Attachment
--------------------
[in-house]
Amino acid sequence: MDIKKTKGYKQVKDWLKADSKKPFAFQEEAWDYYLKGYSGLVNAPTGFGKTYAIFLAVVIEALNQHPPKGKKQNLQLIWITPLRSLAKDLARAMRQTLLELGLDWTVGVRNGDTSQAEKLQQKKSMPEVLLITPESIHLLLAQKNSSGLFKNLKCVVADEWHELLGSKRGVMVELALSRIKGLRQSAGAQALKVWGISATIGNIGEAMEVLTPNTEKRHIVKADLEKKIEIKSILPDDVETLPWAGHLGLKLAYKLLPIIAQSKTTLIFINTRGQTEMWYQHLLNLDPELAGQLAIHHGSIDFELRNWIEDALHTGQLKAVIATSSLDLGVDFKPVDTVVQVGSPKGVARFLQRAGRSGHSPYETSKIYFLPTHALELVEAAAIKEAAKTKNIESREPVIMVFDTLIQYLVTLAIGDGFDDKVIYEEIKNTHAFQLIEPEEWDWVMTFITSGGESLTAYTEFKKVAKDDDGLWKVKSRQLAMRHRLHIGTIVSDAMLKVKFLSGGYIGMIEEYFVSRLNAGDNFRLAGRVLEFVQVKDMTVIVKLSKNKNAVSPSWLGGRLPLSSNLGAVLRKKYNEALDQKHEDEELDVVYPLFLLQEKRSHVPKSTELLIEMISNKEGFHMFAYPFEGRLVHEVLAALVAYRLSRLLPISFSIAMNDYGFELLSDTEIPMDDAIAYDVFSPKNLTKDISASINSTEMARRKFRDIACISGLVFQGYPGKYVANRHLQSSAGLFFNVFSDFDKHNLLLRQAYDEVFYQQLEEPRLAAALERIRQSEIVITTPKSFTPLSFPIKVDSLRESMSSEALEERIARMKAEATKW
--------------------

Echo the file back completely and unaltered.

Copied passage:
[in-house]
Amino acid sequence: MDIKKTKGYKQVKDWLKADSKKPFAFQEEAWDYYLKGYSGLVNAPTGFGKTYAIFLAVVIEALNQHPPKGKKQNLQLIWITPLRSLAKDLARAMRQTLLELGLDWTVGVRNGDTSQAEKLQQKKSMPEVLLITPESIHLLLAQKNSSGLFKNLKCVVADEWHELLGSKRGVMVELALSRIKGLRQSAGAQALKVWGISATIGNIGEAMEVLTPNTEKRHIVKADLEKKIEIKSILPDDVETLPWAGHLGLKLAYKLLPIIAQSKTTLIFINTRGQTEMWYQHLLNLDPELAGQLAIHHGSIDFELRNWIEDALHTGQLKAVIATSSLDLGVDFKPVDTVVQVGSPKGVARFLQRAGRSGHSPYETSKIYFLPTHALELVEAAAIKEAAKTKNIESREPVIMVFDTLIQYLVTLAIGDGFDDKVIYEEIKNTHAFQLIEPEEWDWVMTFITSGGESLTAYTEFKKVAKDDDGLWKVKSRQLAMRHRLHIGTIVSDAMLKVKFLSGGYIGMIEEYFVSRLNAGDNFRLAGRVLEFVQVKDMTVIVKLSKNKNAVSPSWLGGRLPLSSNLGAVLRKKYNEALDQKHEDEELDVVYPLFLLQEKRSHVPKSTELLIEMISNKEGFHMFAYPFEGRLVHEVLAALVAYRLSRLLPISFSIAMNDYGFELLSDTEIPMDDAIAYDVFSPKNLTKDISASINSTEMARRKFRDIACISGLVFQGYPGKYVANRHLQSSAGLFFNVFSDFDKHNLLLRQAYDEVFYQQLEEPRLAAALERIRQSEIVITTPKSFTPLSFPIKVDSLRESMSSEALEERIARMKAEATKW